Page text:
Dunkirk

In May 1940, Hitler's armies had swept west from Germany though Holland, Belgium and France, driving the British Expeditionary Force and other allied forces back towards the North Sea. The Allies were soon surrounded at the small town of Dunkirk, near the border with Belgium. On May 26th 1940, the War Office sent a cipher to the Admiralty stating that the evacuation should commence immediately. The following day, orders were sent out to requisition small craft with shallow drafts that could operate on the beaches off Dunkirk.

During that era, an honorary 'commodore' at Leigh would determine where the cockle boats could fish on a given day. He informed the Leigh fishermen that the Navy at nearby Southend wanted boats with volunteer crews to go to Dunkirk. They were to be at the pierhead, ready for sea, by eight o'clock on Friday morning. Once there, Naval ratings provided drums of fuel and rations, plus extra deckhands where required. At half past noon on 31st May 1940, Endeavour with her skipper P.O. Halls and crew, including James Colin 'Peter' Stroud and Norman Ewing, and five other Leigh cockle bawleys (Renown, Reliant, Leticia, Resolute and Defender) set out for Dunkirk as a part of 'Operation Dynamo', under the control of Sub Lieutenant M H B Soloman RN.

Endeavour in the 1940s with crew member James Colin 'Peter' Stroud
and an unknown gentleman. Credit: Glynis Moss
Unlike many of the small ships that had been requisitioned, the Leigh boats went out with their own experienced crews.  Nevertheless, many of the Leigh fishermen had never been out of the Thames estuary before. Just after two o’clock, the flotilla reached Margate and was ordered to sail for France.

The boats traveled across the Channel under engine power. Between 18:20 and 18:40, the flotilla was scattered by an attack from enemy aircraft. RAF Spitfires were soon at hand and downed at least five Dorniers. Shortly afterwards the regrouped Leigh boats reached Dunkirk, which could be seen from miles away due to the huge flames and pall of smoke from burning oil tanks on the shore.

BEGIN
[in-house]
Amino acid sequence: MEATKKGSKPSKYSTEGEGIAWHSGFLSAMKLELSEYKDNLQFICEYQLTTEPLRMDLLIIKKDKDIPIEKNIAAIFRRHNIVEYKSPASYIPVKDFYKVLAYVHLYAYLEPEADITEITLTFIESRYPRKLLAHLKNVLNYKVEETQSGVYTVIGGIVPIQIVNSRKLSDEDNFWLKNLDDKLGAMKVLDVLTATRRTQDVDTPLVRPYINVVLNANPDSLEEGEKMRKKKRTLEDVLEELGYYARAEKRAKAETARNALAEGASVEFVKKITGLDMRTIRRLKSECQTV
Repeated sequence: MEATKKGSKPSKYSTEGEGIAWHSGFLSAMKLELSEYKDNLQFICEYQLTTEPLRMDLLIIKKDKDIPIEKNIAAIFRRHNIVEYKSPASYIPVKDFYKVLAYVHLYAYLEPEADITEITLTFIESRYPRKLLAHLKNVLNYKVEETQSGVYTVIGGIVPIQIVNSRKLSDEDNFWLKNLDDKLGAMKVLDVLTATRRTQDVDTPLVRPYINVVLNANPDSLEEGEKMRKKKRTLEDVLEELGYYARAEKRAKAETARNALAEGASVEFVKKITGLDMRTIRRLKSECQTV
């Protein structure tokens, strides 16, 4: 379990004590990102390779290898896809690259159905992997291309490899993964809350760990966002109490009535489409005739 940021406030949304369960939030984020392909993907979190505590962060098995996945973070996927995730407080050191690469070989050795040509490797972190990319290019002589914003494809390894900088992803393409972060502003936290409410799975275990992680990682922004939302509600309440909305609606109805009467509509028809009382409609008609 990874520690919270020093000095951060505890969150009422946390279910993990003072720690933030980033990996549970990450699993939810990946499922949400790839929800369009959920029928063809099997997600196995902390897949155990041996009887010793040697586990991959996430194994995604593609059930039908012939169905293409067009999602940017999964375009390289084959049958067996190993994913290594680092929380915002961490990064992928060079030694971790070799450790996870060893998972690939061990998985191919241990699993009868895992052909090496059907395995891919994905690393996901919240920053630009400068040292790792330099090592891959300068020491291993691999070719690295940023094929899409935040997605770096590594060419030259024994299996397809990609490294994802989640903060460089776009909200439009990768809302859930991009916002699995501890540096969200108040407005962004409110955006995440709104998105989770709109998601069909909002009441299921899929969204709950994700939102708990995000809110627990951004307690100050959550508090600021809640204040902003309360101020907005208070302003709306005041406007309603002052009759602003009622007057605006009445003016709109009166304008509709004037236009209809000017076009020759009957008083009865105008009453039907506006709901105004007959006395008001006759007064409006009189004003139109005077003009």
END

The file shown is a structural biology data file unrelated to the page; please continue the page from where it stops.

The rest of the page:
Initially, the Leigh boats worked from the beach, transferring troops to larger vessels waiting in deeper waters. By 19:30, the ebbing tide meant that the boats were at risk of grounding as they filled with troops, which would have made them a prime target for enemy aircraft. At 21:30 the boats started to embark troops from outside the jetty and transferring them to the barge Tilly and other ships. An hour later, the strong swell forced them inside the harbour walls. They entered in formation, picking their way through the debris from a sunken destroyer in the entrance to the walls where they picked up men for transfer to the armed patrol drifter Sarah Hyde and the coaster Ben & Lucy. Many of the troops were initially reluctant to trust their luck to such apparently small craft but it is officially acknowledged that the Leigh boats rescued many hundreds of troops from certain death.

During the rescue, Endeavour's rudder was smashed. Together with her also damaged sister ships Letitia and Renown, the troops were transferred to the Ben & Lucy and the boats towed back to Ramsgate. Tragically, the Renown hit a mine during the return journey and was destroyed with the loss of her four crew. A memorial to those who died can be found in St. Clement's churchyard.


Admiral Ramsey, in command of 'Operation Dynamo', said of the Leigh boats, "The conduct of the crews of these cockle boats was exemplary. They were all volunteers who were rushed over to Dunkirk in one day. Probably none of them had been under gunfire before and certainly none of them under Naval discipline. These were Thames estuary fishing boats which never left the estuary and only one of their crews had been further afield than Ramsgate. Yet they maintained perfect formation throughout the day and night and all orders were obeyed with great diligence even under actual shellfire and aircraft attack."

In total 338,226 soldiers (198,229 British and 139,997 French) were rescued by the hastily-assembled fleet, including the 700 privately-owned boats that made up the Little Ships of Dunkirk.  


Endeavour is one of only two surviving Leigh-built fishing boats that went to Dunkirk and is registered with the Association of Dunkirk Little Ships. She has returned to Dunkirk several times since her restoration.

This article has been pulled together by Fraser Marshall using information from various sources, including the Endeavour Newsletter, but particular credit must go to the information on the ADSL website for other Leigh boats, which it was reasonable to infer must also be the story of Endeavour's Dunkirk.